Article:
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Lebanon

CrisisWatch Lebanon

Unchanged Situation

Govt warned of further funding cuts as fighting over dwindling subsidised goods in northern city Tripoli turned deadly; France considered new approach to break deadlock over govt formation. Economic situation remained critical. Finance Minister Ghazi Wazni 2 April said funding for basic imports would run out by end of May, indicating rationing and overhaul of blanket subsidy scheme costing $500 mn per month. In northern city Tripoli, fighting over dwindling subsidised goods, which has become commonplace, 14 April killed one and injured two in further sign of deteriorating economic situation and rising social tensions. Hizbollah 16 April moved to create own subsidy system, issuing ration cards for food and importing medicine and fuel of primarily Iranian and Syrian origin. Political stalemate over govt formation continued. Over 100 high-profile economists and political scientists 3 April co-signed op-ed urging French President Macron to freeze assets of Lebanese politicians held in France. In sign of possible new Paris approach to break stalemate, which may include punitive measures, French FM Jean-Yves Le Drian 6 April signalled travel bans and asset freezes on Lebanese politicians under consideration to foster agreement on govt formation. PM-designate Saad Hariri 14 April visited Russian capital Moscow to request support in overcoming economic crisis and political deadlock; Russian FM Sergei Lavrov 16 April affirmed support for Hariri’s efforts to form cabinet. Meanwhile, amid dispute with Israel over maritime border demarcation, Public Works Minister Michel Najjar 12 April signed decree to formally extend Lebanon’s maritime claims to include roughly half of Karish gas field claimed by Israel; President Aoun next day declined to grant presidential approval, citing need for cabinet sign-off and warning that decree would lead to collapse of negotiations with Israel. 

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Reports & Briefings

In The News

22 Aug 2020
Turkey is also one of the candidates to rebuild Beirut harbour. There is also a section within Lebanese society – amongst Sunni Muslims – who have some sympathy for Turkey’s neo-Ottoman project. Cyprus Mail

Heiko Wimmen

Project Director, Iraq, Syria, Lebanon
13 Aug 2020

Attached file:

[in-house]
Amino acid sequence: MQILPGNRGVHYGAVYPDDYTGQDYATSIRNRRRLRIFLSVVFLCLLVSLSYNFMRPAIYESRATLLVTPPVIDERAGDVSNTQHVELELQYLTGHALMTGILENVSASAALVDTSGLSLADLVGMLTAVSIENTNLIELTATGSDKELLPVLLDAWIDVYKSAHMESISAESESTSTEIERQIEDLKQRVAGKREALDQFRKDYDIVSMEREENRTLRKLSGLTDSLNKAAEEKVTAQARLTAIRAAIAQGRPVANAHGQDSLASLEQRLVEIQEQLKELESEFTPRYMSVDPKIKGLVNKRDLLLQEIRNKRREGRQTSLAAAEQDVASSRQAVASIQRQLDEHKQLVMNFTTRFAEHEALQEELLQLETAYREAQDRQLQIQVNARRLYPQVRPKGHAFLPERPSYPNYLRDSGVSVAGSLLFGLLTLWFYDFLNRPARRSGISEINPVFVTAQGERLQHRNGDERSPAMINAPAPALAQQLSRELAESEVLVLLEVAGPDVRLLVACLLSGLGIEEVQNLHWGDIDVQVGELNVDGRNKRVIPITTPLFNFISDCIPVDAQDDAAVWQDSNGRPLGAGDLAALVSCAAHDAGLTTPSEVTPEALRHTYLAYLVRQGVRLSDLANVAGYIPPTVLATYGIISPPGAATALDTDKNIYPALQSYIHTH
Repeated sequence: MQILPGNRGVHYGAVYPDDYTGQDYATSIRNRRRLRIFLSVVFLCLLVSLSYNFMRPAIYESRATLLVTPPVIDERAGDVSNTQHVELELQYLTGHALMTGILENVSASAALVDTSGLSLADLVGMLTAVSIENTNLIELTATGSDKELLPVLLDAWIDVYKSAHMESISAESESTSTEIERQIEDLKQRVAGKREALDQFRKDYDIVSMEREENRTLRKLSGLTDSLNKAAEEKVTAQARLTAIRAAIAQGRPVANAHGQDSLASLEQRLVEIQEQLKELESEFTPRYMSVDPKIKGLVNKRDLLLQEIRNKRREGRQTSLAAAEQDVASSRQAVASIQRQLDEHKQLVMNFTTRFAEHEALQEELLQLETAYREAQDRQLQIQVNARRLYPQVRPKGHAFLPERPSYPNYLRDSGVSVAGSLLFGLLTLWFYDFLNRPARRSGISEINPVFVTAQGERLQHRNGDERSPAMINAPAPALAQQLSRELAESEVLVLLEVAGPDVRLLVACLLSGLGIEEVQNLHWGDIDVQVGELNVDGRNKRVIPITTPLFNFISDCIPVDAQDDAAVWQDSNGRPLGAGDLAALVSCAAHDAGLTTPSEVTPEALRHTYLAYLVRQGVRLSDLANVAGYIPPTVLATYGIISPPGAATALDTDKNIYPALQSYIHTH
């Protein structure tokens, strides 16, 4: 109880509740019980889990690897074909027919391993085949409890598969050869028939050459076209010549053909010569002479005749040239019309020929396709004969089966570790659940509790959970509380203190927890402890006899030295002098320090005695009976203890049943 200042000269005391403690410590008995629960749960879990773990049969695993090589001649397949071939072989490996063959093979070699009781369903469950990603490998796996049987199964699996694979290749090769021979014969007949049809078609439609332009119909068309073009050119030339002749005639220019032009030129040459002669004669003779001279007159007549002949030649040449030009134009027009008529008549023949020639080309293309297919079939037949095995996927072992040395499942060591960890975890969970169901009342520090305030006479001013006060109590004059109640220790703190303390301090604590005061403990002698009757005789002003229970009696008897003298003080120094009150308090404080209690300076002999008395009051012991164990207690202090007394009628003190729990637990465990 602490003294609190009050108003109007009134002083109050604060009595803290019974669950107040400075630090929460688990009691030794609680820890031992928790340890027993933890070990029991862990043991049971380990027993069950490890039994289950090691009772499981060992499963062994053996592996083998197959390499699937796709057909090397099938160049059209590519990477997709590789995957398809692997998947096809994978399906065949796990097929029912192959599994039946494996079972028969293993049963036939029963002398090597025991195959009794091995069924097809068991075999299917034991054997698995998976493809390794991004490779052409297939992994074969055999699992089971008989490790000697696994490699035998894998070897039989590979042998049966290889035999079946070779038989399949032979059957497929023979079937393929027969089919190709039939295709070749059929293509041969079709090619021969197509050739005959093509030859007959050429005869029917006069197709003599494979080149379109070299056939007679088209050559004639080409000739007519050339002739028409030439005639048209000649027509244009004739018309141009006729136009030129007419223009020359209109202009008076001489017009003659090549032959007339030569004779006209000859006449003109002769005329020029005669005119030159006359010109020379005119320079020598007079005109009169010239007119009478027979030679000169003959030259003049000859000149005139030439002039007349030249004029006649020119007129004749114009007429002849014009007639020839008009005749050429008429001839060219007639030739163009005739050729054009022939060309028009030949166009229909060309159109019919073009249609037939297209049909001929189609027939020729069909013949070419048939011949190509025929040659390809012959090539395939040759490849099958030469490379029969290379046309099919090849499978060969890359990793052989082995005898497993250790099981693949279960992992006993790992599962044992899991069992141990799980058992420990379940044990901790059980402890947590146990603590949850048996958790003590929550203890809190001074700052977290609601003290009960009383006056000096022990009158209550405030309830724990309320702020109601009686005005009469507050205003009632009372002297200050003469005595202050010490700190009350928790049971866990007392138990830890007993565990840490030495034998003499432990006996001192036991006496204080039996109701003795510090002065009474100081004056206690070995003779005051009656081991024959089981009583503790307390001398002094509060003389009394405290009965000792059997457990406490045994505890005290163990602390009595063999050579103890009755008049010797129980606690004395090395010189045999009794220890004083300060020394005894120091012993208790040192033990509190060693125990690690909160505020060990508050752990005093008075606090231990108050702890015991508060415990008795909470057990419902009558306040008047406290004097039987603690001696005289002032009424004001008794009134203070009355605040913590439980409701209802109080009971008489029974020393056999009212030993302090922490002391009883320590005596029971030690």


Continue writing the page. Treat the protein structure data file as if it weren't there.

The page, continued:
The Lebanese state has been hollowed out by decades of corruption and patronage, and this has undermined due process and any sense of accountability. Voice of America

Heiko Wimmen

Project Director, Iraq, Syria, Lebanon
21 Feb 2018
[The Trump administration] is content allowing Israel to take the lead in pushing back against Iranian and Hezbollah influence in Syria. The Washington Times

Robert Malley

Former President & CEO
9 Feb 2018
The real risk [for Israel and Lebanon] is that of a miscommunication or accident being a trigger of a conflict across their border. The Daily Star

Joost Hiltermann

Program Director, Middle East and North Africa
2 Jan 2018
[The return of Assad’s forces to the border] has the potential of creating a more united front of resistance between Lebanon and Syria against Israel. Jewish Week

Ofer Zalzberg

Former Senior Analyst, Arab-Israeli Conflict
26 Nov 2017
Hezbollah thrives on its position of being a state within a state, an alternative provider for all kinds of things [when Lebanon's political institutions are weakened]. The Washington Post

Heiko Wimmen

Project Director, Iraq, Syria, Lebanon

Latest Updates

Preventing State Collapse in Lebanon

Lebanon’s socio-economic and financial crisis accelerated greatly in the first half of 2020. The government resigned after the Beirut port blast, compounding the disarray. In this excerpt from our Watch List 2020 – Autumn Update, Crisis Group urges the EU and its member states to coordinate continued emergency assistance and revitalisation of key infrastructure, create reforms roadmap, boost civil society, and pool and coordinate emergency funds.

Also available in Français

The Beirut Blast: An Accident in Name Only

The catastrophic explosion in Beirut’s port is a manifestation of the Lebanese political elite’s predation and dysfunction. Among the country’s long-suffering citizens, shock is quickly yielding to fury. It may be the last chance for those in power to effect long-overdue structural reforms.

Also available in العربية

Pulling Lebanon out of the Pit

An uprising of unprecedented scope has rocked Lebanon as the country’s economy tumbles deeper into recession. Poverty and unemployment could lead to violent unrest. Donors should put together an emergency package but condition further aid upon reforms to tackle corruption, a major grievance driving protest.

Also available in العربية

Lebanon is on the Brink of Economic Collapse

The accumulation of crises is driving ever greater numbers of Lebanese into absolute poverty. While the COVID-19 lockdown is gradually easing, the loss of jobs and purchasing power triggered new protests that are turning violent and may prefigure the disintegration of state capacity and institutions.

Arab Protests: A Wicked Dance Between Rulers and Subjects

A new wave of popular protests has jolted an already deeply unsettled Arab world. Nine years ago, uprisings across the region signalled a rejection of corrupt autocratic rule that failed to deliver jobs, basic services and reliable infrastructure. Yet regime repression and the protests’ lack of organisation, leadership and unified vision thwarted hopes of a new order. As suddenly as the uprisings erupted, as quickly they descended into violence. What followed was either brutal civil war or regime retrenchment. Tunisia stands as the sole, still fragile, exception.

Originally published in Valdai Club